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Scripps Trimmed Execs’ Pay

3/22/2010 12:38 PM Eastern

Scripps Networks Interactive executives
took a pay cut in 2009, as the economy weighed
heavily on stock-based compensation, despite the
parent of HGTV and Food Network having a strong
year financially.

Scripps executive vice president and Networks president
John Lansing took the biggest hit, according to
the company’s proxy statement, filed with the Securities
and Exchange Commission on March 15. Lansing’s
overall compensation fell 18.3% in 2009 to $2.7 million
from $3.3 million in 2008. The difference was mainly a
decline in the value of stock-option awards during the
year as his base salary remained $700,000. His option
awards were more than cut in half from $1.2 million in
2008 to $547,062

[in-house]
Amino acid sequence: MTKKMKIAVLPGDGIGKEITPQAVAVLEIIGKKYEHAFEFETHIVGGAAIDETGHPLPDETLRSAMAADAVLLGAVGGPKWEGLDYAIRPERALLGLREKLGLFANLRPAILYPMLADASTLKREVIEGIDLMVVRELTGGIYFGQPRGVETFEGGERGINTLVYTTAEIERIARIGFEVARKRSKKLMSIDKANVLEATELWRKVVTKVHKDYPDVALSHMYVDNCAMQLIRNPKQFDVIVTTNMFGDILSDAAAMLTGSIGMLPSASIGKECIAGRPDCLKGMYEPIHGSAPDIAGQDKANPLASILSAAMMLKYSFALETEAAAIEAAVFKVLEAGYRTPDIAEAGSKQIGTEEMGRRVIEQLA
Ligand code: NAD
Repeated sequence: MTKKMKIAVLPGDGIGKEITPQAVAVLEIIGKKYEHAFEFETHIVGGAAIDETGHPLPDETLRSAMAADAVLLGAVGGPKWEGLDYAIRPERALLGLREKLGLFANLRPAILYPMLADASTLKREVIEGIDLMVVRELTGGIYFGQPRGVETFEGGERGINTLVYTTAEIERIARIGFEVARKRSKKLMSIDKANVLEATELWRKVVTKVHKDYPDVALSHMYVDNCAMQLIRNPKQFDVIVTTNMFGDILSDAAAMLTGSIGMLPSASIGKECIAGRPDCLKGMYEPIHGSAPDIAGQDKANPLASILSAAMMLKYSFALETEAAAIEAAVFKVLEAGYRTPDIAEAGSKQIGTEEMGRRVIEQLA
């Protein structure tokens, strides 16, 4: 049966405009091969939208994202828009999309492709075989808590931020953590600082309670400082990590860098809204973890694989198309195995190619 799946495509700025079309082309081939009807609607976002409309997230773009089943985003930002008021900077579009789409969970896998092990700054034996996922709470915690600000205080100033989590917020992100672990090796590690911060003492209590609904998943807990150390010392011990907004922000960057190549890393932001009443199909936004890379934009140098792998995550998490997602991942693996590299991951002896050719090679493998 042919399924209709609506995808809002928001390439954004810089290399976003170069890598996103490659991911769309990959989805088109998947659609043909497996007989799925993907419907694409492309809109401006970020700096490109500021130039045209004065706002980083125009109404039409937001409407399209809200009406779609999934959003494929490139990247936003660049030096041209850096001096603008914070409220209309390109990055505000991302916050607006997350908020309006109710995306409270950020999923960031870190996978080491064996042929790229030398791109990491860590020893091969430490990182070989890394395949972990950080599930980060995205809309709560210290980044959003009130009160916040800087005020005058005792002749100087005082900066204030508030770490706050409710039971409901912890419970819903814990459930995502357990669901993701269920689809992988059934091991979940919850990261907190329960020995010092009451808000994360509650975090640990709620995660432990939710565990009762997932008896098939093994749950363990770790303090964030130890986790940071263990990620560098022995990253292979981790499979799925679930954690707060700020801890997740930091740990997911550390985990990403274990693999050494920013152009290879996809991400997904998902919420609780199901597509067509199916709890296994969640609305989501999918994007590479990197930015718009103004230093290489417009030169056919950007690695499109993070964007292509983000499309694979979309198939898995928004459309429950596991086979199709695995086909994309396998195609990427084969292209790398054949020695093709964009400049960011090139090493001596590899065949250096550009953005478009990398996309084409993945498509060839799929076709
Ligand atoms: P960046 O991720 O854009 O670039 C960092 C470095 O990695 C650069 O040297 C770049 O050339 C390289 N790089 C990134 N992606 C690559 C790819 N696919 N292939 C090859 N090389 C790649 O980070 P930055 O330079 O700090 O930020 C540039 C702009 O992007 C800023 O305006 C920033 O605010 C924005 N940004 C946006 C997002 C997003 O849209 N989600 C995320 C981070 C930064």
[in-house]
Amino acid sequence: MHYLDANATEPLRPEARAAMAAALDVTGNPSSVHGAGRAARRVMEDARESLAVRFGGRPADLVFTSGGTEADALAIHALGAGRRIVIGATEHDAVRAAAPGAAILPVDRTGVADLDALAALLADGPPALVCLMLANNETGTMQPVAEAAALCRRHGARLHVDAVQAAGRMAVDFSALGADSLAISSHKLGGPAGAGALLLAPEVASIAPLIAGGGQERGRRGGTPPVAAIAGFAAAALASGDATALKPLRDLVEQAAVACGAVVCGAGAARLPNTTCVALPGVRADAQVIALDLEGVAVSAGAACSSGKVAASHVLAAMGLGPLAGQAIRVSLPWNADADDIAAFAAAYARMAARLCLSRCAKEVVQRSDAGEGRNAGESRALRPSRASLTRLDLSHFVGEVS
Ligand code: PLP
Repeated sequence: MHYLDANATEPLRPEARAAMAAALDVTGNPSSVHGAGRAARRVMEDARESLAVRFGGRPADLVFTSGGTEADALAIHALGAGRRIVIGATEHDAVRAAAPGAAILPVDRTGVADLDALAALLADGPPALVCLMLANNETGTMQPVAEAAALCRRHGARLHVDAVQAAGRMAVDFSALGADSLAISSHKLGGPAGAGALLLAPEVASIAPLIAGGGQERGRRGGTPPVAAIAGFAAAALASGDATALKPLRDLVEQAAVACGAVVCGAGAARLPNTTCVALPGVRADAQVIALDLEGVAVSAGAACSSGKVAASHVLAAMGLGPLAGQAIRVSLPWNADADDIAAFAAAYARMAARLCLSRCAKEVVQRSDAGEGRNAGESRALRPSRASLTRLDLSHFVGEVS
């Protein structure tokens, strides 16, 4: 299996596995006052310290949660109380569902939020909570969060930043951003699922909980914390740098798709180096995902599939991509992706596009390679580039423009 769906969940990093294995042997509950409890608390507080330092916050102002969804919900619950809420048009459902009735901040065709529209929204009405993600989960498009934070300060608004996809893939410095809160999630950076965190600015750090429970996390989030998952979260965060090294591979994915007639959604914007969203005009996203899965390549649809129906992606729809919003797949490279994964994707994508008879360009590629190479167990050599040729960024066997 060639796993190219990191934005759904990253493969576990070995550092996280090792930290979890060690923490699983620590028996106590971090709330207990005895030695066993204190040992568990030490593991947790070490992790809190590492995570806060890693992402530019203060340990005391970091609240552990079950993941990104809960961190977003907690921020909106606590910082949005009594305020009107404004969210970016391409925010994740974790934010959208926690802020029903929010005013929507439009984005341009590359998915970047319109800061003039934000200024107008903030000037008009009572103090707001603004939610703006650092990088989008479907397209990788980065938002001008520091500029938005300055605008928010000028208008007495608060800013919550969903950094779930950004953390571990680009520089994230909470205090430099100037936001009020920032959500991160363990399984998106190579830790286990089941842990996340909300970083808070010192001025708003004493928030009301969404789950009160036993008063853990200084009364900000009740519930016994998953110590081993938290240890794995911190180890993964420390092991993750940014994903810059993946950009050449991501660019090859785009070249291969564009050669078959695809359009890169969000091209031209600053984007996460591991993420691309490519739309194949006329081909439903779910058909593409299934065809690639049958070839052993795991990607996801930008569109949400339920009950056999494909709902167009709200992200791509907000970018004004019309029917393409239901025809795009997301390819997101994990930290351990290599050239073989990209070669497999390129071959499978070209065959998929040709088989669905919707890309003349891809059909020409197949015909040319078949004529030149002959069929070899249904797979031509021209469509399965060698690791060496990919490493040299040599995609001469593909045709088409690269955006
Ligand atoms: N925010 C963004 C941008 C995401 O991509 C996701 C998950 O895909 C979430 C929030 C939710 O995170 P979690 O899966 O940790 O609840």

in 2009.

Chairman and
CEO Ken Lowe’s
total compensation
dropped
5.1%, to $6.97
million in 2009,
and execut ive
vice president
and chief financial
officer Joseph
NeCastro’s
total compensation
fell 10.1%
for the year, to
$2.7 million. In
both cases, lower
stock option
awards were the
main reason for
the shortfall.

The pay cuts
come on the
heels of what
was a strong
year for Scripps
— 2009 revenue
was down slightly
to $1.5 billion
from $1.6 billion
in the prior year,
but net income
skyrocketed to
$304 million
compared to
$23.6 million in
the prior year.

Better times could be ahead. Scripps predicts that affiliate-fee revenue, which increased 16% in 2009 to $322
million, will rise again in 2010 to between $530 million
and $540 million. That increase will be fueled by the addition
of the Travel Channel (which Scripps acquired
in December) for the full year and rate increases due
its HGTV and Food networks. Scripps estimated that
Travel will generate about $100 million in affiliate fees
in 2010.

September